Friday, April 18, 2014

Thurston County Specialized Recreation is in Precarious Budget Situation

Above: On April 9, about 60 participants of Thurston County's Special Recreation program gathered to bowl at Westside Lanes in Olympia. Strikes and smiles were in abundance!
Commissioners to Hold Work Session on Issue May 1
By Janine Unsoeld

A small group of dedicated people in Thurston County are addressing budget shortfalls and issues regarding the specialized recreation program for individuals with developmental or physical disabilities.
James Reddick, president of the PARC Foundation, a local, nonprofit parks, arts, recreation, and cultural organization, recently reached out to Little Hollywood to tell the story.

“I am concerned that the public does not know what is taking place with Thurston County specialized recreation services. What happens if this recreation service is eliminated for this population of citizens?” says Reddick.

Many of the individuals who use the county’s recreation services live with their parents or guardians. Some live on their own and sometimes support themselves with work income earned through agencies like Morningside. 

“I have contacted many individuals and organizations, but I have not received much response. I would like to find or start a group that would be influential in raising funds for special recreation, similar to the St. Peter’s Foundation that supports the hospital,” says Reddick.
Thurston County Specialized Recreation Budget History

Currently, the county contributes about $220,000 and the cities of Lacey, Olympia, and Tumwater contributes a combined $23,000 to the program, says Cliff Moore, Thurston County manager. Program users fees are also part of the budget.
Thurston County Recreation Services is a registered contractor with the state Department of Social and Health Services and is able to accept Department of Developmental Disability respite funds for payment of activities.

In a telephone interview yesterday, Moore placed the special recreation program into a larger context, and provided a history of Thurston County’s budget situation overall.

Since 2009, the county support for special recreation services has continued to be reduced.  Moore recounted how 2009 was the year Thurston County suffered a tremendous financial impact due to the economic downturn.

“The county lost 175 positions in 2008-09….Since 2008 until now, we’ve lost 252 positions. The biggest reasons are inflation, an increase in the cost of medical benefits, salary step increases, and fuel for county vehicles….Our largest single source of income is property taxes…and up until 2009, we had a healthy budget from the general fund.”

That year, the special recreation program was going to be cut from the budget. Moore was reminded by this reporter who was present, of an emotional 2009 county board of commissioners public hearing in which passionate testimony was voiced by caregivers and clients of the program.

Moore immediately responded, “In my entire 25 years of public service, that was the single most moving public meeting I’ve ever attended….”

The public testimony and passionate outpouring worked, and after the 2009 public meeting, the commissioners created a combined funding mechanism of the general fund and the Millage Fund that has sustained the program for the last five years.

The Millage Fund

The Millage Fund is established by state statute and requires the county to spend a certain amount of property taxes on social service programs, including special recreation.

Chris Colton, a member of the Thurston County Parks and Recreation citizen advisory group, provided specifics on the Millage Fund, illustrating the range of services required to take care of an individual with developmental or physical disabilities.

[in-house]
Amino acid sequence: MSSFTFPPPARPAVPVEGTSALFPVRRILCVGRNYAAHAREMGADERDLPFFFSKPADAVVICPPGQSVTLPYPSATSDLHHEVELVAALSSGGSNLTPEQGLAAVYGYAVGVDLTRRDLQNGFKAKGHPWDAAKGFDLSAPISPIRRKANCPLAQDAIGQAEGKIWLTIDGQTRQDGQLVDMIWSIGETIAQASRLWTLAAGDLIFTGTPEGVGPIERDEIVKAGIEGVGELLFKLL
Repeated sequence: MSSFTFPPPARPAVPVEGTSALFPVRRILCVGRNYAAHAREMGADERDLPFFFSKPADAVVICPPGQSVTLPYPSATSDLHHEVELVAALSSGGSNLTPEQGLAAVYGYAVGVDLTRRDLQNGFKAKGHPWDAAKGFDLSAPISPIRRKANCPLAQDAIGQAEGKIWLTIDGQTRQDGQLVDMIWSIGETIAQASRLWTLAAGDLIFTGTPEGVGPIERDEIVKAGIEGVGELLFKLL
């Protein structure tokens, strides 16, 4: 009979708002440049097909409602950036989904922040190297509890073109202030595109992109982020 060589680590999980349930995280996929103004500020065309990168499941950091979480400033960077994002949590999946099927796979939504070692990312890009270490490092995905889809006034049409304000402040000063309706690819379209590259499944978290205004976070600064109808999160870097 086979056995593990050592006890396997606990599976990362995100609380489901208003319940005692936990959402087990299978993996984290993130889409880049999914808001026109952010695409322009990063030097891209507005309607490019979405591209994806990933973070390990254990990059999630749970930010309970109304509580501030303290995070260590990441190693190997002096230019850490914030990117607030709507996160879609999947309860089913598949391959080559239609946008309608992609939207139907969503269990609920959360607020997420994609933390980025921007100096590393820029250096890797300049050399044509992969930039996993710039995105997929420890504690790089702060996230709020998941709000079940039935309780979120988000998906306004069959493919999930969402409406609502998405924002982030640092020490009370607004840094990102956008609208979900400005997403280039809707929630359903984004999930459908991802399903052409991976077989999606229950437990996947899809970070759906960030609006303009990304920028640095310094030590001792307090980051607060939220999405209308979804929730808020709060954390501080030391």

“The Millage Fund receives 2-1/2 cents per $1000 from property taxes…however, the Millage Fund's expenditure is greater than its income, and the program needs to cut about $20,000 in spending every year, starting in 2015.

“In 2014, 45% of the Millage Fund was spent supporting special recreation while the rest of the money went to high school transition (12%), parent and family support (9%), intensive case management (14%), senior services (10%), child care development and support (1%), personal counseling (3%), People First self-advocacy (3%), and assault prevention classes (3%).

“The municipalities agree that special recreation is important but….if each city upped its contribution, the $20,000 could be made up.  However, the cities are in a budget crunch and are not inclined to give up more money, at least not at the request of park staff. Also, that rationale is based on the commissioners continuing to require Millage Funds to fund special recreation. This issue needs to be addressed in our future meeting with the county commissioners.”
Efforts to Save Program Comes Up Empty-Handed

Moore says the county strongly appreciates the special recreation program and has worked hard to find a sustainable plan, a programmatic home, and funding for the program. Last year, the county launched an effort to save the program by convening a summit of 17 local organizations in June 2013, but there were no takers to provide the services.

The organizations involved include the Boys and Girls Club of Thurston County, the Hands On Children’s Museum, Morningside, Senior Services of South Sound, United Way of Thurston County, the Olympia, Lacey, and Tumwater parks and recreation programs, the PARC Foundation, the South Sound YMCA, and many more.

When the county’s Resource Stewardship department took an overall 10 percent budget reduction in 2014, the summer day camp program for special recreation was cut.

In March, the county moved the program from Resource Stewardship into the public health and social services department on Lilly Road. Moore says it has been good to connect the program with other staff.

“It heightens the awareness, value and importance of the special recreation program to more staff…before, it was always seen as something different. Still, our goal is to find a sustainable long term solution.”

Moore says the Millage Fund will be tapped out in just a couple of years.
Above: Special Recreation participants try different tactics to help their game at Westside Lanes.